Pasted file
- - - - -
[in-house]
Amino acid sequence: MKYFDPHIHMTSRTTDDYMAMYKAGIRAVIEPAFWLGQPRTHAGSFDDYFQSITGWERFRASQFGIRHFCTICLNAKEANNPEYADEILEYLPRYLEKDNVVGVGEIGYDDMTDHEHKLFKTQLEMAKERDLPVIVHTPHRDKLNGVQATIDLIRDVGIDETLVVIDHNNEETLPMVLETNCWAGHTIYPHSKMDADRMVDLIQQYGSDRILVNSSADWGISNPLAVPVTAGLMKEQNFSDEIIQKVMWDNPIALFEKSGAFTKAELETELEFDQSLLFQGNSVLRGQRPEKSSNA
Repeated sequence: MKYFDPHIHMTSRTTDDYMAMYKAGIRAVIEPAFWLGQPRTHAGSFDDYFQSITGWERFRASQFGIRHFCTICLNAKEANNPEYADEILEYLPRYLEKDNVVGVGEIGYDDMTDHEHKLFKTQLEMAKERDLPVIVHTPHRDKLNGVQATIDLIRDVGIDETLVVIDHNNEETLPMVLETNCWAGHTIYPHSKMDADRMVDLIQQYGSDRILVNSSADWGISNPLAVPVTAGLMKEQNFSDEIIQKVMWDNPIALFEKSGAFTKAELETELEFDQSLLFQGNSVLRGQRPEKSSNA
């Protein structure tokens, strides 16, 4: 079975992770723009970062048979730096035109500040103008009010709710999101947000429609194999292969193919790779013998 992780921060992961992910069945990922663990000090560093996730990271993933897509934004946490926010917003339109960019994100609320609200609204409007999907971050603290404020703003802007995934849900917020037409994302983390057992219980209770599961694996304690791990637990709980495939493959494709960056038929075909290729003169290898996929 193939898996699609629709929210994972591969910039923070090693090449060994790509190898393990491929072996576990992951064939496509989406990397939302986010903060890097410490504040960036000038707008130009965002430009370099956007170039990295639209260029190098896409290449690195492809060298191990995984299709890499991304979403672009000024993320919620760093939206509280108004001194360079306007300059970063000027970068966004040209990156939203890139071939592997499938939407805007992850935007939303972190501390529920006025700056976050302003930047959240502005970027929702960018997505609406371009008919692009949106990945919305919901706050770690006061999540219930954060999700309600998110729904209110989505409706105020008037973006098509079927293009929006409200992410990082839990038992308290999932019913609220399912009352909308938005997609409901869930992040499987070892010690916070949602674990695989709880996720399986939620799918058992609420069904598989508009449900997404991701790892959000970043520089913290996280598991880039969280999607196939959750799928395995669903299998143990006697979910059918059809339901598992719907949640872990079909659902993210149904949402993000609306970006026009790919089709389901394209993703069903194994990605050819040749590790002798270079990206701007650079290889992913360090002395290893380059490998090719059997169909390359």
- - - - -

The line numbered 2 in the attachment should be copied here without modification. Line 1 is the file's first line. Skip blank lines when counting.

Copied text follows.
Amino acid sequence: MKYFDPHIHMTSRTTDDYMAMYKAGIRAVIEPAFWLGQPRTHAGSFDDYFQSITGWERFRASQFGIRHFCTICLNAKEANNPEYADEILEYLPRYLEKDNVVGVGEIGYDDMTDHEHKLFKTQLEMAKERDLPVIVHTPHRDKLNGVQATIDLIRDVGIDETLVVIDHNNEETLPMVLETNCWAGHTIYPHSKMDADRMVDLIQQYGSDRILVNSSADWGISNPLAVPVTAGLMKEQNFSDEIIQKVMWDNPIALFEKSGAFTKAELETELEFDQSLLFQGNSVLRGQRPEKSSNA